Sure, you are unique, it's true. But, you are also one of nearly 8 billion people.
I recently had a surprising debate on social media, in which my assertion that people want to be unique was contradicted by several folks, each suggesting in their own way(s) that uniqueness causes problems. What we need they said, is to fit in, to be accepted.
If we want to fit in, that should be easy enough, There are many invitations to do so. I, for one, live in a big city, and it's not tough to get lost in it, or, at least, to seem as a nonentity living behind yet another street sign.
This morning, I took my phone camera and went downtown, and took some pictures. I noticed how large many of the buildings are. I was not sure if that was a comforting feeling or oppressive. They certainly dwarfed me in scale.
After awhile, I felt my energy wane. My shots got broader, longer. My eyes started to droop, my feet to ache. Maybe that is what those folks meant by no longer wanting to be unique?
Even so, something spurns the call to fit in-- something persists.
Here is a video showcasing these and some other recent photographs. The music was recorded live, using one of my live mixing consoles. Some sounds were furnished at an earlier date by Daniel Barbiero.
I hope that you enjoy: "Persisting Industrial Person."
In 2017, I created a series of blog entries concerning mental health. As I struggle with paranoid schizophrenia, I wrote about some of my biggest obstacles. One of these obstacles involves the disjointed nature of modernity.
It is characteristic of modern life that a person moves quickly between environments, and that some of these are quite different from others. One may, for example, have a home environment, a work environment, vacation, bars, restaurants, the doctor’s office, and so forth.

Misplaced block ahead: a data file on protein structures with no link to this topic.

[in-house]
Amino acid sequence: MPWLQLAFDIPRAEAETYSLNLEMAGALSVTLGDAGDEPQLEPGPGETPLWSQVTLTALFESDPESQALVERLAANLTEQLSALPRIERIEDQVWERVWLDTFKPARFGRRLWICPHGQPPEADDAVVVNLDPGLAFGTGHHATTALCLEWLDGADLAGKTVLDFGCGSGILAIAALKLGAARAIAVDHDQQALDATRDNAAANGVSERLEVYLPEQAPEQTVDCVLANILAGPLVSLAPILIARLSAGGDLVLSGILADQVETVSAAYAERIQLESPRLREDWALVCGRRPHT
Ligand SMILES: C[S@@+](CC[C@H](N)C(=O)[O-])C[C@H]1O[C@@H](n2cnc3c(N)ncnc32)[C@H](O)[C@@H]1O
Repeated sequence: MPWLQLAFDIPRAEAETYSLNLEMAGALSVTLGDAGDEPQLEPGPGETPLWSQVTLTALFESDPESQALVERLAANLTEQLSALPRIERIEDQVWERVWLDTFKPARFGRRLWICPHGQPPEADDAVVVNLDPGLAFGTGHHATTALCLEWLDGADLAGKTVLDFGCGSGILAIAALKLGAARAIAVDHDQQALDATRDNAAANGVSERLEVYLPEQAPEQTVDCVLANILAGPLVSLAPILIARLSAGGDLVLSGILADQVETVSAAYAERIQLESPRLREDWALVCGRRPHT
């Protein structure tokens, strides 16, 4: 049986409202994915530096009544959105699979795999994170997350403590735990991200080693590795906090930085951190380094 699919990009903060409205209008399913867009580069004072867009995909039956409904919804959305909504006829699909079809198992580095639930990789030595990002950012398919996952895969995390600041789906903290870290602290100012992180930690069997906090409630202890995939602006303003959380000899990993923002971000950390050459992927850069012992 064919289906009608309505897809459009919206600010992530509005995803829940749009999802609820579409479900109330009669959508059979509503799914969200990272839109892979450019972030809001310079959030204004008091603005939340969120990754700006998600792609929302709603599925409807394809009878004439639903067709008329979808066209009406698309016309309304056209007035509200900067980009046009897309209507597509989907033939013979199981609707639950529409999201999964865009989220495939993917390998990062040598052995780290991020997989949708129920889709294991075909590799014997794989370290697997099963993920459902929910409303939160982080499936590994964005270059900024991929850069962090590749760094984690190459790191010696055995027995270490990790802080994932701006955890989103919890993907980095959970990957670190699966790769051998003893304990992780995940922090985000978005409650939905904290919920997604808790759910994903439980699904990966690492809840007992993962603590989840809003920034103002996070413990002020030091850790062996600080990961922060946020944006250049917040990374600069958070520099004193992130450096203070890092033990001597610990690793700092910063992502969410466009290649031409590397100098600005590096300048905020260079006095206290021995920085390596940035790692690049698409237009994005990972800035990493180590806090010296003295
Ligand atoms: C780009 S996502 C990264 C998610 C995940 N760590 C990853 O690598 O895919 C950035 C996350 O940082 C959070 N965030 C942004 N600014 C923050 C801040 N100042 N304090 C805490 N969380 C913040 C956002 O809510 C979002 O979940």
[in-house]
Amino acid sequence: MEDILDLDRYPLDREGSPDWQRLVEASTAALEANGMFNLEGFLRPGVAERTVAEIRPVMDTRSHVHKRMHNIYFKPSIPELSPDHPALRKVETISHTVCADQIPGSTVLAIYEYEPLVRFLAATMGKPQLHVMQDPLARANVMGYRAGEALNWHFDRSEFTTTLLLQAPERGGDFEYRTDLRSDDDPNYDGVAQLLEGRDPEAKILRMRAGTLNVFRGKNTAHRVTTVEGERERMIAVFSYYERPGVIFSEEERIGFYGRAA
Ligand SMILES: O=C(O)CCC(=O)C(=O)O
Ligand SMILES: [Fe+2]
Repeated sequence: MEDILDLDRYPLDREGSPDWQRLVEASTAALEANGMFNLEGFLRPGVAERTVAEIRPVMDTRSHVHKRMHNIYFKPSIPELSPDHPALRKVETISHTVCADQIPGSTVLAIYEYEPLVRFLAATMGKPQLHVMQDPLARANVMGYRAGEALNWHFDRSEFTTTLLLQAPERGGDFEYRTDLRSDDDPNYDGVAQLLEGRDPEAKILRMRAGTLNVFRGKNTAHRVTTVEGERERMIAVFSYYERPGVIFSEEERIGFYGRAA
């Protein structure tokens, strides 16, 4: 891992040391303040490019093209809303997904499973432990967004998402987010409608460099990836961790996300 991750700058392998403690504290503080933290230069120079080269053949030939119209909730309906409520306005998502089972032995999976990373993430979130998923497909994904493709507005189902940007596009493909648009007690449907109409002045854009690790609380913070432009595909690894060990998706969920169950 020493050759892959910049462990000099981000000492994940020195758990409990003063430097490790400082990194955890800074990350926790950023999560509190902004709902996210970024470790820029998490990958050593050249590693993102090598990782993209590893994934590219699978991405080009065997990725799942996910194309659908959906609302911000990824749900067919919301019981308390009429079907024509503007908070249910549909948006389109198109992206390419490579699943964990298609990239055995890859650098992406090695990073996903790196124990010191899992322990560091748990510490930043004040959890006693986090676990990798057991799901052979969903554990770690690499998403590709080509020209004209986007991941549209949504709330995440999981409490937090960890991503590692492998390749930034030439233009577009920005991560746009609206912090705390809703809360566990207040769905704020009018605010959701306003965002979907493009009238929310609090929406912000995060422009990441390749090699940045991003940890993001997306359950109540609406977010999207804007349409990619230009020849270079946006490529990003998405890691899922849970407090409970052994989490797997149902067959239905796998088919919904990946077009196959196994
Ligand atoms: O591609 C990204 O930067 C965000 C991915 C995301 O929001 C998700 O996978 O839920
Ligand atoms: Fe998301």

Improvements in communication and transportation technology, among other factors, tend to speed movement between different environments. In a virtual sense, cell phones and similar devices bring us into contact with more and more switches, more settings.
My paranoia never jibed well with all of the sudden shifts, and it’s taken a lot of faith and patience to calm down, and to convince myself that I am still consistently myself, no matter where I am. Modernity can be painful and confusing to even the healthy-minded, and possibly even less pleasant for the mentally ill.
In 2018, I dreamt of creating a radio station. I wanted it to resemble a college freeform show I used to host at WNUR-FM, Evanston. In this show, radically different genres were played back to back. Sometimes the effect was seamless-- often it was jarring.
Perhaps one track would be from Einstürzende Neubauten, with huge pipes smashing into a floor and chainsaws slicing. The next might be a Brahms-ian lullaby.
“Life”, as a (sane) friend of mine once said, “is often a dream, and occasionally a nightmare.”
The conceived-of new radio station was to use internet technology to help to gather and combine songs from playlists of disparate genres. The disconnection between tracks, as playlists were changed randomly, was their connection. A more unpredictable radio station was a true radio station-- true to the life it represents-- that of modernity.
The current realization of this dream takes the form of a free web application I call the “Thomas Park Audio Explorer”: http://www.thomasparksolutions3.com/ . Users can surf into the explorer and spend second or hours listening, hitting the “Load Track” button when it’s time for a new track.